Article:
So the success of a distance learning program in emulating and surpassing a traditional university lies in its ability to map the university model on the social media model that has become so wildly popular.

In this context, it would be nice to keep in mind that when Apple had first introduced the Newton, a personal digital assistant, way back in the dim, dark “middle ages”, it was not accepted. But the iPad, which is essentially a similar device, was an instant success because ubiquity of the web and proliferation of the cellphone network through which the web could be accessed inexpensively created an environment where the iPad (and other tablet computers) could thrive.

Similarly, distance learning and the concept of open universities as established by institutions offering correspondence courses may not have been very popular but the same when delivered through the medium of a “Web 2.0” or social media platform could be far more effective and popular and pose a credible alternative to the established brick-and-mortar classroom that have become so impossible expensive and unaffordable for large parts of the global population.

One key area that distance learning falters on and yet, one that is of crucial importance to students is a credible evaluation mechanism that employers can depend upon and on the basis of which they can offer job placements. In fact, the popularity of most universities rest, not on what they teach or how, but how many of the graduating batch is placed and at what salaries. In fact, irreverent commentators have compared universities to job placement agencies but from the student’s perspectives that is great significance.

So the real challenge in distance learning is to put together a periodic examination process that attaches a credible grade or marks to each student that the employer can use to sort and sift the good, the bad and the ugly ! This can easily be arranged if we adopt a hybrid model where teaching is online but evaluation done in a  physical classroom under the supervision of strict invigilators in a number of distributed locations that need not be anywhere near the teacher who taught the course. This is hardly a big challenge since we are quite used to conducting examinations like the GRE, GMAT, CBSE, JEE on a nationwide or even global basis through certified and credible franchisees.

The last thing that we need is a placement service that will allow employers to reach out to qualified students and evaluate them in an objective manner. Job portals like Monster and Naukri can be plugged in with the online university and interviews can be conducted on Skype or Google Hangout to any level of detail.

All the pieces are in place. We just need someone to tie all this together and create a solution to problem of delivering credible college degrees to motivated individuals in an inexpensive manner.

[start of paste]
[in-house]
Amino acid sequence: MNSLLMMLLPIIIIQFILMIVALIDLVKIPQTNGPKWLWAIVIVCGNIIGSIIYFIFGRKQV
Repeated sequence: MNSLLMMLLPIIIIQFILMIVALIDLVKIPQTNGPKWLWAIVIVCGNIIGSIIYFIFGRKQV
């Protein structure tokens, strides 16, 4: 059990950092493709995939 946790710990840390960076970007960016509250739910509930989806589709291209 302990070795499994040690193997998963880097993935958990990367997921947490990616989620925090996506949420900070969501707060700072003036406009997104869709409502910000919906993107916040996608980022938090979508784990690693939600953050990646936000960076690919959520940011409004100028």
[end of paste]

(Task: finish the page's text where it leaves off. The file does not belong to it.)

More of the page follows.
This article originally appeared in techtaffy.com a technology blog published from San Jose, California, USA.

March 13, 2013

Rapyuta, Wikipedia and the Road to the Universal Consciousness

Followers of the Sanatan Dharma, or "Hindus", in general and those who believe in the philosophy of Advaita Vedanta, as propounded by Sankaracharya, see the world as illusion ("Maya") that hides an underlying unity of universal consciousness or Brahman.

This concept has been explored in greater detail in The Road to pSingularity but one of the key ideas is that there exists a central consciousness and all individual sentient entities ( or people) are a part of this central consciousness. The linkage between the central ("Brahman") and the individual ("Atman") is something that gets lost because of the illusion of "Maya" and only the true adept, after significant effort, realises the existence of the link and in doing so, succeeds in uniting his individual Atman with the universal Brahman through the process of Yoga or union.

This post is not about trying to establish the authenticity of this point of view. Instead we explore how technology is moving to replicate this concept of the Brahman, the universal consciousness.

A centralised pool of knowledge, or at least information, from which multiple agents can draw inferences is not a very new concept. A traditional library or encyclopaedia fits the model reasonably well and of course this idea has been taken to high degree of sophistication by Wikipedia. In fact the Wikipedia model has the added advantage that multiple people can, not only pull information, but can place information for others to benefit from in the spirit of Web 2.0. In an earlier post , Google DoPe and the Doors of Perception, I have explored how Wikipedia could be used as back end repository of information if we can come out with a reasonably sophisticated front-end client software that can draw inferences ("wisdom", "knowledge") from raw data ("information") that is stored there.

image adapted from a movie poster found at http://www.moviescut.com/the-robot/
As a continuation of this line of thought and as a practical implementation of this idea we now have Raputya, a central, "cloud" based server connected to and accessible from the Internet, that can be used as a repository of artificial intelligence by robots distributed all across the world.